scars
    hair loss
    changes in body weight
    sexual disturbances
    Some of these changes may be temporary, while others will last a long time or be permanent.

    For many women, body image and the way they see themselves in the eyes of others is closely linked to self-esteem. This may be a real concern that could cause considerable distress. These women may feel anger, worry or pain, be afraid to go out, or fear being rejected by others, although the effects of treatment may not be visible.

    Lymphedema
    Lymphedema is a form of swelling that occurs when lymph builds up in the tissues. It usually appears in parts of the body where a large number of lymph nodes have been removed.

    Your legs can get lymphedema if lymph nodes have been removed in your pelvis or groin. Lymphedema is more likely to occur if you have also received radiation therapy to the pelvis.

    If you have lymphedema, your healthcare team can suggest ways to reduce the swelling and pain as much as possible and to prevent more lymph from building up. To treat lymphedema, you can lift the limb so that the lymph can flow more easily, exercise, wear compression stockings, and receive regular physiotherapy. You can also ask to be referred to a healthcare professional who specializes in the treatment of lymphedema.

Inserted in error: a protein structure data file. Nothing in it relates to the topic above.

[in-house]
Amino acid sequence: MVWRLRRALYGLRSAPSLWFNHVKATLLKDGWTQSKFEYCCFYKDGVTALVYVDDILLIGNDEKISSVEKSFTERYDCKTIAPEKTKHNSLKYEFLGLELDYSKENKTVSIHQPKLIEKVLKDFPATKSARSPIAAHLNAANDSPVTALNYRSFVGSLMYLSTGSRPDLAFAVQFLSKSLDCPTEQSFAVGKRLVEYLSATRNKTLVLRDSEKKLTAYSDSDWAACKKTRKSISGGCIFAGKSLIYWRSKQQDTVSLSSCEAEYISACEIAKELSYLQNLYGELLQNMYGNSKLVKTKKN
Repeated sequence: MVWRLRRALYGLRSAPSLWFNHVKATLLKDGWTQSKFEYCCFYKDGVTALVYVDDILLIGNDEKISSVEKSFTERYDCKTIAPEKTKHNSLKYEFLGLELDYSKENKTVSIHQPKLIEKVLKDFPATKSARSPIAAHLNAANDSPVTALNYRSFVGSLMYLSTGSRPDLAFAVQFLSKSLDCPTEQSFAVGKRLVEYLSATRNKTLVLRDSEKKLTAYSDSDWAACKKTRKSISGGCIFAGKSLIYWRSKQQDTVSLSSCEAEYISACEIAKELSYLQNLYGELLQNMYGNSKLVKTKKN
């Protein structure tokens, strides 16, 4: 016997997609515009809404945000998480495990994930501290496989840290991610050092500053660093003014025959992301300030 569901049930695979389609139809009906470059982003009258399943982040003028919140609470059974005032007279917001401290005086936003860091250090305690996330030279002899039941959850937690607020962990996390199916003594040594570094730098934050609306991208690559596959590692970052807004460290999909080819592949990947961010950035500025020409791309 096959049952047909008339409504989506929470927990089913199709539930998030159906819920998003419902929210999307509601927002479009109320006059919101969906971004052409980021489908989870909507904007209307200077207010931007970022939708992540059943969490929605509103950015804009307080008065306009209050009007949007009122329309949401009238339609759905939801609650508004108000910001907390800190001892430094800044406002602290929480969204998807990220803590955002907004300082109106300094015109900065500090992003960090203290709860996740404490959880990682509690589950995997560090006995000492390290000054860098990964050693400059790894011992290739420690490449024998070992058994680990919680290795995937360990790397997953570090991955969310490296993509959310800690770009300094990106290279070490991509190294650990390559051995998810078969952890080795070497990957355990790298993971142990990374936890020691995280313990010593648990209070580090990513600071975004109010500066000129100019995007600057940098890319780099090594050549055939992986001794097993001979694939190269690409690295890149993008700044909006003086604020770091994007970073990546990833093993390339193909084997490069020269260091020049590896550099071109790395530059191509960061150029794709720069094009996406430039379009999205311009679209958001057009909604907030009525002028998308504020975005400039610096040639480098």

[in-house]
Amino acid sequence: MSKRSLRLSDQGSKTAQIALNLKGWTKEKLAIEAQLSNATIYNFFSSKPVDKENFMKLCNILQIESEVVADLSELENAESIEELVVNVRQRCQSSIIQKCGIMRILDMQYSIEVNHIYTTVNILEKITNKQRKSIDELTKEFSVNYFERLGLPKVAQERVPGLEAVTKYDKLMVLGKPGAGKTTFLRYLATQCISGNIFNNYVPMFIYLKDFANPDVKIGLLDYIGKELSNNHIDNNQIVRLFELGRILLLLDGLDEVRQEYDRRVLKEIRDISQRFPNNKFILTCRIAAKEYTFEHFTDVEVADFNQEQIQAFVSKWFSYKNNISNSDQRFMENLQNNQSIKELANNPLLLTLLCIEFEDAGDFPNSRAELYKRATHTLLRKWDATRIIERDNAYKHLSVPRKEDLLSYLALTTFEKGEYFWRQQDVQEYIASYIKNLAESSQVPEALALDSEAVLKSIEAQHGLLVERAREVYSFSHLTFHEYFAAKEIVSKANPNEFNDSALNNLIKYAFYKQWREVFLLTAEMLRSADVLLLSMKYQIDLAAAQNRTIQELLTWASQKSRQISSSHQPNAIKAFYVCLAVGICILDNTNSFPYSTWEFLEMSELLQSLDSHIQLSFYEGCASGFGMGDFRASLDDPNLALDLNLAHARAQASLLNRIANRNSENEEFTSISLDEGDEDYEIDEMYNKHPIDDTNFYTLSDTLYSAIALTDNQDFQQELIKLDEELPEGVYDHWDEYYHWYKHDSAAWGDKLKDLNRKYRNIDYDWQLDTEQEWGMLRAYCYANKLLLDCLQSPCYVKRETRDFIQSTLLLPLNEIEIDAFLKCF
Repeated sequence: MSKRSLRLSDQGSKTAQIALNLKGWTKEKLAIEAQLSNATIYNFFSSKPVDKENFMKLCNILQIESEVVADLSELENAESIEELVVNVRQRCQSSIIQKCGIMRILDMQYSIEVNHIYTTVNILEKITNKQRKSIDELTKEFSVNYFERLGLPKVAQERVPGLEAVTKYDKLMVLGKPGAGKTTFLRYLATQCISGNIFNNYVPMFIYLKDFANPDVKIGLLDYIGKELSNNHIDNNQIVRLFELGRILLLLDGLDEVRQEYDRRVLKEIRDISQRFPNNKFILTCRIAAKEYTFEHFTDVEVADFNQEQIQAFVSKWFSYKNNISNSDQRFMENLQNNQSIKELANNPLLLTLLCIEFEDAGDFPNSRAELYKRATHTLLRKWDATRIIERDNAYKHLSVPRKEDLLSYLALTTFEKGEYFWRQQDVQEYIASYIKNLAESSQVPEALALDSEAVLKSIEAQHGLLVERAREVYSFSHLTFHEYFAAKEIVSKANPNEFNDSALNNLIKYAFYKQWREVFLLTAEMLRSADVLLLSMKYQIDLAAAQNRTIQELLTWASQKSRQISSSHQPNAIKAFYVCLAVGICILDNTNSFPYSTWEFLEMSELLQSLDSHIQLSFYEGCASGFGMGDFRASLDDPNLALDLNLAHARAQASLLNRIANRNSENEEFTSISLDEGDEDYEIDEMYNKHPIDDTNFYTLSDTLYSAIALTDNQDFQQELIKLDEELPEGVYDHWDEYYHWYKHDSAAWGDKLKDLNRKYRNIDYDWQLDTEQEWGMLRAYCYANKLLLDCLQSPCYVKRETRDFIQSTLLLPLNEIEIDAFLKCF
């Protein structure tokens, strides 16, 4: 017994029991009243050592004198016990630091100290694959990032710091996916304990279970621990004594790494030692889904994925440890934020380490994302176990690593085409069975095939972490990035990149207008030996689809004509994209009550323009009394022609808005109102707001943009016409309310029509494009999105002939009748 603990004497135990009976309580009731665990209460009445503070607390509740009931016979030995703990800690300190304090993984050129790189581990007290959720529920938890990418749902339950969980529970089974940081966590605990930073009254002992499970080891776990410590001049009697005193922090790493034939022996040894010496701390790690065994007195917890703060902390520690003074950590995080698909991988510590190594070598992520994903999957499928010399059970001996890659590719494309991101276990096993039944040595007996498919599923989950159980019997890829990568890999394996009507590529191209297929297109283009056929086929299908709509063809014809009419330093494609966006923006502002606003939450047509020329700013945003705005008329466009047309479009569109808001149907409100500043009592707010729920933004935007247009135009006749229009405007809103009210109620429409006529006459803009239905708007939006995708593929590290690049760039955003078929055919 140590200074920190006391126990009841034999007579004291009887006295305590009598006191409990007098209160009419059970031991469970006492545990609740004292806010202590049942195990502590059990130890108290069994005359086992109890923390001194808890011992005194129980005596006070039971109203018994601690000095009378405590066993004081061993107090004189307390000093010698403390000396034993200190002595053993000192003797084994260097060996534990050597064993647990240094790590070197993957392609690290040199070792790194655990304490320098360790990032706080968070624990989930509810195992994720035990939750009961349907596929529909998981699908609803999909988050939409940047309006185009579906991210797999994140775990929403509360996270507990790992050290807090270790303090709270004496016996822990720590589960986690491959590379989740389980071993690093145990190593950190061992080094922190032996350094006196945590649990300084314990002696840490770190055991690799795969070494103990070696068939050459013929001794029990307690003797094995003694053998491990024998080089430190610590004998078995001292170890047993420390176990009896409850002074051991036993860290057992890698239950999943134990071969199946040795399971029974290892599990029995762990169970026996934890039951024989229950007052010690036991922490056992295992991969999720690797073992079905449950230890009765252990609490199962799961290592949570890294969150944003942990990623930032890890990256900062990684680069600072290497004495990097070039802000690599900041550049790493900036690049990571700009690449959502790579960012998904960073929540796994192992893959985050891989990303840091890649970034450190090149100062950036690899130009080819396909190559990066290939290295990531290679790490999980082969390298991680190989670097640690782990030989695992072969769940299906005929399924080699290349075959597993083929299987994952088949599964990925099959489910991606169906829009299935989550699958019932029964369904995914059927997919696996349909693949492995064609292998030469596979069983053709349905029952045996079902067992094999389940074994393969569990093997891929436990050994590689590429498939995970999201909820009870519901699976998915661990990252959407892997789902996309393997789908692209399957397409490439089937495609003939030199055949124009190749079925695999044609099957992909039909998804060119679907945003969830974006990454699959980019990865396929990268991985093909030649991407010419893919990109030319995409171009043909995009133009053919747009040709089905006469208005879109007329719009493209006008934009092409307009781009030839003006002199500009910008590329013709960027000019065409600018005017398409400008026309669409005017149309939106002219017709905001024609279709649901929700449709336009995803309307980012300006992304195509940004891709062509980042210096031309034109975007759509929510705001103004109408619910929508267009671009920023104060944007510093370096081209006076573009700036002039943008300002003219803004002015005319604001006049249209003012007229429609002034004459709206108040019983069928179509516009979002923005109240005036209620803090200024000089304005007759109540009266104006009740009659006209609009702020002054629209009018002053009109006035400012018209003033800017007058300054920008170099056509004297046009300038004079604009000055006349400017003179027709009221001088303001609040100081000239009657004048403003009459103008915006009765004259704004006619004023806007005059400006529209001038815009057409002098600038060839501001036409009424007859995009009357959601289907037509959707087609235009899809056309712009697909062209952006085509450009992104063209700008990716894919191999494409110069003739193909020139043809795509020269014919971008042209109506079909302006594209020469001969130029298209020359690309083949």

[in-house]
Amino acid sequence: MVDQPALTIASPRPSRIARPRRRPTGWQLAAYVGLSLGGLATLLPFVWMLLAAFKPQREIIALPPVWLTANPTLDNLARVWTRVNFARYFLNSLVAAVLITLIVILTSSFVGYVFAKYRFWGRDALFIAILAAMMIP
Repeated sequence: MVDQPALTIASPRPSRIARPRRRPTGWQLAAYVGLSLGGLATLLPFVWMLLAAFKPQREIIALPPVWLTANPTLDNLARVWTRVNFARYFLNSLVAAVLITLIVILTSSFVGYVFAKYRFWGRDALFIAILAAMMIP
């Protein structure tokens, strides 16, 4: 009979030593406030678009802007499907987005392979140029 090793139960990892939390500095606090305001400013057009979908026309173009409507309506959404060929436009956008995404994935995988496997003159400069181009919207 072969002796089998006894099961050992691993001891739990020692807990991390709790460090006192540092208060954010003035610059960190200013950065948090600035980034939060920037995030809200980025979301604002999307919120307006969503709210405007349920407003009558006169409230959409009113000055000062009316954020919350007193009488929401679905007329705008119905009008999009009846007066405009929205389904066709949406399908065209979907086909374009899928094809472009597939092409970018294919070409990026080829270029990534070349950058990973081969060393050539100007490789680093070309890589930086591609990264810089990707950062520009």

Ascites
    Ascites is a buildup of fluid in the abdomen (peritoneal cavity). It occurs when the body produces fluid faster than it can eliminate it. Many women with ovarian cancer have ascites, especially when the disease progresses.

    Bowel obstruction
    Bowel obstruction occurs when the large intestine (or colon) or small intestine becomes blocked or twisted and its contents cannot flow through it easily. People who have had abdominal surgery are at greater risk of developing intestinal obstruction.

    Ovarian cancer often causes intestinal obstruction because the tumor or ascites puts pressure on the intestines. Bowel obstruction due to ovarian cancer forms slowly, taking weeks or months to appear.

    Pleural effusion
    Pleural effusion is a buildup of fluid in the space (called the pleura) between the outer lining of the lung and the inner lining of the chest wall. It is more likely to occur when the cancer has spread to the area where the lungs are located.